Garland-Thompson describes in her book Staring How We Look that photographs are eye-catching when they have abnormalities that make the reader glance at the photo a second time. She describes how the viewer automatically looks toward the photographs that stand out because they are not something that would normally be seen in a regular setting.  Garland-Thompson claims that “we come to expect one another to have certain kinds of bodies and behaviors, stares flare up when we glimpse people who look or act in ways that contradict our expectations” (6). Melonie Bennet does this with her photograph, The Boys Experiencing What it Would be Like to Have Cleavage, where she uses gender confusion to capture the viewer’s attention. This photo experiments with the boundaries between masculinity and femininity as the subjects are males but they are examining their bodies with bras on. This is done in a very comical sense allowing the viewer to look more closely in a laughable attitude. The actions of these male characters is abnormal in the sense that one generally does not see a man wearing women clothing unless the males are joking with their friends. Many aspects of the photo give off a masculine vibe; however, there are also some traits that give the setting a more feminine feel. For instance the male characters, an empty ash try, game cards, and soda can give one the feel of a masculine guys night feel. Even the old wooden table is generally associated to a man-made feel of working with ones hands to make your own table. There is also a mason jar being used a glass for one of the boy’s sodas giving off that manly feel of drinking from a mason jar rather than a glass. Though these objects seem to give off a feel of masculinity, the frilly curtain and decorations in the background leave this masculine setting with a feminine sense to it. There are frilly lacy curtains as well as the lacy bras the males are wearing that give one the sense of womanly presence. There are also a few plants and floral wall decoration also leave a more feminine feel in this room of testosterone. The photo leaves one with the feel of gender confusion and experimentation of what it is like to be of the opposite gender.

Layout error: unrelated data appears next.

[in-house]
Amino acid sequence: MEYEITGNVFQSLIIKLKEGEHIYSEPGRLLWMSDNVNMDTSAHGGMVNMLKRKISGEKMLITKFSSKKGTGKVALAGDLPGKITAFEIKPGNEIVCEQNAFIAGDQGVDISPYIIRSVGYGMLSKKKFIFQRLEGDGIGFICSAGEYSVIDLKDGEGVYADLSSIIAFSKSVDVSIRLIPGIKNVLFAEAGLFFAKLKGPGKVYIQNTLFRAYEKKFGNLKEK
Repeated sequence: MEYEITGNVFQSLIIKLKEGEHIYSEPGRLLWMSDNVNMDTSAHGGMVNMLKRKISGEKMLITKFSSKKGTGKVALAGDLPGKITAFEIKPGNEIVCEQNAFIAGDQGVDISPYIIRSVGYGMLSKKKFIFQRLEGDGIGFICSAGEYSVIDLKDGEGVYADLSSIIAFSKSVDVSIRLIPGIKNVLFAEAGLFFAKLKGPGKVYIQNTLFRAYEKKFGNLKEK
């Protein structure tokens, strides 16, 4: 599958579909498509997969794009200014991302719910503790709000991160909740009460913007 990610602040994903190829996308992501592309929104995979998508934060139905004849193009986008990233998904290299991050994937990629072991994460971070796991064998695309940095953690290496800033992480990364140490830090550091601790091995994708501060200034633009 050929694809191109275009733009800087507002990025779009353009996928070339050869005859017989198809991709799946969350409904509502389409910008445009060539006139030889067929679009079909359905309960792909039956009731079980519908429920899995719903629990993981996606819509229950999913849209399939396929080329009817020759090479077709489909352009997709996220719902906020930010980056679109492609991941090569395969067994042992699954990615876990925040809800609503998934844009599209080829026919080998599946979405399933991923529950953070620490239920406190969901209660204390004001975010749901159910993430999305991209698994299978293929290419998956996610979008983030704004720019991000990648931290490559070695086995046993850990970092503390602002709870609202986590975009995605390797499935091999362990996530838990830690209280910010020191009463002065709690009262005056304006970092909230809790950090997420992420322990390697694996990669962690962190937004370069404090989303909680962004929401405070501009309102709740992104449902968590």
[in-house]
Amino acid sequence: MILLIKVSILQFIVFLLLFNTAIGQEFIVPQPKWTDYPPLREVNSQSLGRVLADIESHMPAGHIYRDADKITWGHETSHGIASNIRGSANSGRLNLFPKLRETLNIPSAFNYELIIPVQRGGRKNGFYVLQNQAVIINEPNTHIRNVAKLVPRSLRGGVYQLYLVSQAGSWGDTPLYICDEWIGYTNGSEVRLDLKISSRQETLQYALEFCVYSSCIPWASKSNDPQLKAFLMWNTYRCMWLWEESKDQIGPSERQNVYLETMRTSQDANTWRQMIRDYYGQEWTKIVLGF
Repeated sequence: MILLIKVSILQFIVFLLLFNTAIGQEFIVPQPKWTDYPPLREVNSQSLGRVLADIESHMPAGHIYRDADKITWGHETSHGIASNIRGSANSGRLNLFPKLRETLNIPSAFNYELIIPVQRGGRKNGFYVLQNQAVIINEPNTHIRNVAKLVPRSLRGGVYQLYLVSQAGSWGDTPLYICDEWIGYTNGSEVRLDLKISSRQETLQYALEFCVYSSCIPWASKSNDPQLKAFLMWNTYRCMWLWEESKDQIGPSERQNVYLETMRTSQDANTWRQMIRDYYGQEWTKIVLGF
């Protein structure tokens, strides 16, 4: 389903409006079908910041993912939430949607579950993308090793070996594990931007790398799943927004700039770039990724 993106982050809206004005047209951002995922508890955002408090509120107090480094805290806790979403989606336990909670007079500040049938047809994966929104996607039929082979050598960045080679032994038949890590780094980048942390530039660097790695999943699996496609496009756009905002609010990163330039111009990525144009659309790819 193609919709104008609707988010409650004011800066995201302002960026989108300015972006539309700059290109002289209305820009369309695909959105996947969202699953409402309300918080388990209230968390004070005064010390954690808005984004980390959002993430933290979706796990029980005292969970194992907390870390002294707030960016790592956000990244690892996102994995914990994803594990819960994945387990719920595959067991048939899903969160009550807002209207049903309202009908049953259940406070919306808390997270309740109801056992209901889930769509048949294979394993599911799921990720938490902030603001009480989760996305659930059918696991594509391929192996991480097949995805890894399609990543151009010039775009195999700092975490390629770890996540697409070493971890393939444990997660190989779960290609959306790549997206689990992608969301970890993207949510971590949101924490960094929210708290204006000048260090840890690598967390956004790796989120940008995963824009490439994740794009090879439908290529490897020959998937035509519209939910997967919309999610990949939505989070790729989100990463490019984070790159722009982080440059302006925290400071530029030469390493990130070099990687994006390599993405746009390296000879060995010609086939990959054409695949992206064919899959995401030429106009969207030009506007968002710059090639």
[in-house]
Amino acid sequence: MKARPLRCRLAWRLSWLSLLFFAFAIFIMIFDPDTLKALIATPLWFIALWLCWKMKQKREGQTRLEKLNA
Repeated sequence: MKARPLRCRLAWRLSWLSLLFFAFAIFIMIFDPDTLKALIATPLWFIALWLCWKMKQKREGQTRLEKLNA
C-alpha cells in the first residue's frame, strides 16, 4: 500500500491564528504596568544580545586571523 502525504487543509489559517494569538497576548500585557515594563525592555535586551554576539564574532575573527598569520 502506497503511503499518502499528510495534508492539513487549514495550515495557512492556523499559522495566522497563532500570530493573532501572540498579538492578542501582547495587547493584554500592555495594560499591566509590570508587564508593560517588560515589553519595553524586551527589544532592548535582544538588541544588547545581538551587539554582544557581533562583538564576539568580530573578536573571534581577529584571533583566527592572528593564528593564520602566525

In this photo the characters themselves invite the viewer to gaze as they look at one another and laugh. The photograph has an inviting feel that makes the gazer look more openly because the silliness of the subjects and their lack of seriousness make one feel as though they could laugh with them. As they look at one another they are inquisitive gazing at themselves and the others in amazement of how they look within these bras. They seem to be curious in how they look as they laugh at each other. They simply seem to be experimenting with their look in a comical sense that allows the viewer to look more closely without feeling as though they are looking in a negative sense. They invite the gaze of outsiders looking towards one another and looking more closely at themselves. All of this works with the gender confusion to help make this image one that a viewer is intrigued to look more closely at. It is that image that is more apt to get a second or even third glance.

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One response »

  1. Michael K. Johnson says:

    That’s an excellent quotation from Garland-Thomson to start off the discussion with, as it leads very nicely into this particular photo. I also like your description of the way the photograph invites us to stare–we’re invited in on the joke that the boys are having with each other. I’m not sure if gender confusion is the right word here, maybe gender play, or even gender curiousity.

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